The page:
The elephant at last came up and was brought below the porch. They are truly hideous beasts, with their gray, wrinkled, hairless hides, the huge ragged “flappers” which cover their ears, and with which they fan themselves ceaselessly, the small, mean eyes, the hideous proboscis which coils itself snakishly round everything; the formless legs, so like trunks of trees; the piggish back, with the steep slope down to the mean, bare tail, and the general unlikeness to all familiar and friendly beasts. I can hardly write, for a little wah-wah, the most delightful of apes, is hanging with one long, lean arm round my throat, while with its disengaged hand it keeps taking my pen, dipping it in the ink, and scrawling over my letter. It is the most winsome of creatures, but if I were to oppose it there is no knowing what it might do, so I will take another pen. The same is true of an elephant. I am without knowledge of what it may be capable of!

Before I came I dreamt of howdahs and cloth of gold trappings, but my elephant had neither. In fact there was nothing grand about him but his ugliness. His back was covered with a piece of raw hide, over which were several mats, and on either side of the ridgy backbone a shallow basket, filled with fresh leaves and twigs, and held in place by ropes of rattan. I dropped into one of these baskets from the porch, a young Malay lad into the other, and my bag was tied on behind with rattan. A noose of the same with a stirrup served for the driver to mount. He was a Malay, wearing only a handkerchief and sarong, a gossiping, careless fellow, who jumped off whenever he had a chance of a talk, and left us to ourselves. He drove with a stick with a curved spike at the end of it, which, when the elephant was bad, was hooked into the membranous “flapper,” always evoking the uprearing and brandishing of the proboscis, and a sound of ungentle expostulation, which could be heard a mile off. He sat on the head of the beast, sometimes cross-legged, and sometimes with his legs behind the huge ear covers. Mr. Maxwell assured me that he would not send me into a region without a European unless it were perfectly safe, which I fully believed, any doubts as to my safety, if I had any, being closely connected with my steed.

This mode of riding is not comfortable. One sits facing forward with the feet dangling over the edge of the basket.* This edge soon produces a sharp ache or cramp, and when one tries to get relief by leaning back on anything, the awkward, rolling motion is so painful, that one reverts to the former position till it again becomes intolerable. Then the elephant had not been loaded “with brains,” and his pack was as troublesome as the straw shoes of the Japanese horses. It was always slipping forward or backward, and as I was heavier than the Malay lad, I was always slipping down and trying to wriggle myself up on the great ridge which was the creature’s backbone, and always failing, and the mahout was always stopping and pulling the rattan ropes which bound the whole arrangement together, but never succeeding in improving it.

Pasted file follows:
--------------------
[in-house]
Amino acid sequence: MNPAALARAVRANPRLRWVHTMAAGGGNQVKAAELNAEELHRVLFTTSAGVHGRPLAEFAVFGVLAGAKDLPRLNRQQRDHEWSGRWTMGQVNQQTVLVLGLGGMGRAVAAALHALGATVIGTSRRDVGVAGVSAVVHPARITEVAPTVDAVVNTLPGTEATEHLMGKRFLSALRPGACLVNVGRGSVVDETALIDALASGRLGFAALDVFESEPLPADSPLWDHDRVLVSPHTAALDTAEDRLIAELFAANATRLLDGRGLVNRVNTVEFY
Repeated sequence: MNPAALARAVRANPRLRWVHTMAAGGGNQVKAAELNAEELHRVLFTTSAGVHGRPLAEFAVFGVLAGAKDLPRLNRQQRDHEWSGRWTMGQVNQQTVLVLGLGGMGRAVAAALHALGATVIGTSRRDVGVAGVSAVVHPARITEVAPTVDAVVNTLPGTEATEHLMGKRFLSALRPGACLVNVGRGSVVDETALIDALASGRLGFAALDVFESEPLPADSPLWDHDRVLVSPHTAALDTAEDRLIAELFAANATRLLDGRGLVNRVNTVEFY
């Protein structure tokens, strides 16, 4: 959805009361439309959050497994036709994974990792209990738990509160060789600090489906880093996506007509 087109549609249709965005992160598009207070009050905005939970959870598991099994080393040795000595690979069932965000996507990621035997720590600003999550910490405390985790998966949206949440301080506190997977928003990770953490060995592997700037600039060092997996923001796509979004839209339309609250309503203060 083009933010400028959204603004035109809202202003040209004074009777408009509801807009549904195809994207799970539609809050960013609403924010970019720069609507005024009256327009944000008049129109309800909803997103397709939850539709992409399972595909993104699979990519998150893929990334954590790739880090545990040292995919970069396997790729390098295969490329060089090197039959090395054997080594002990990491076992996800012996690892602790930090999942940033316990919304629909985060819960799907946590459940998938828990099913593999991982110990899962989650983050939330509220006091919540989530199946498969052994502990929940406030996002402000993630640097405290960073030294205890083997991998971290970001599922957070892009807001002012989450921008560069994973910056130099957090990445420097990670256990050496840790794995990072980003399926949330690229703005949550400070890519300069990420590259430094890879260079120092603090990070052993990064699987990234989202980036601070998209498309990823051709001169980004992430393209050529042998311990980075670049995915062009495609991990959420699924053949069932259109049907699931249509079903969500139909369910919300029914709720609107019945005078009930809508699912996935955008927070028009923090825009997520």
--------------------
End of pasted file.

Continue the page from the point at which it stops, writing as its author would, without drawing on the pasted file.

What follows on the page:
[*See Frontispiece.]

Before we had traveled two hours, the great bulk of the elephant, without any warning, gently subsided behind, and then as gently in front, the huge, ugly legs being extended in front of him, and the man signed to me to get off, which I did by getting on his head and letting myself down by a rattan rope upon the driver, who made a step of his back, for even when “kneeling,” as this queer attitude is called, a good ladder is needed for comfortable getting off and on. While the whole arrangement of baskets was being re-rigged, I clambered into a Malay dwelling of the poorer class, and was courteously received and regaled with bananas and buffalo milk. Hospitality is one of the Malay virtues. This house is composed of a front hut and a back hut with a communication. Like all others it is raised to a good height on posts. The uprights are of palm, and the elastic, gridiron floor of split laths of the invaluable nibong palm (oncosperma filamentosum). The sides are made of neatly split reeds, and the roof, as in all houses, of the dried leaves of the nipah palm (nipa fruticans) stretched over a high ridge pole and steep rafters of bamboo. I could not see that a single nail had been used in the house. The whole of it is lashed together with rattan. The furniture consists entirely of mats, which cover a part of the floor, and are used both for sitting on and sleeping on, and a few small, hard, circular bolsters with embroidered ends. A musket, a spear, some fishing-rods, and a buffalo yoke hung against the wall of the reception room. In the back room, the province of the women and children, there were an iron pot, a cluster of bananas, and two calabashes. The women wore only sarongs, and the children nothing. The men, who were not much clothed, were lounging on the mats.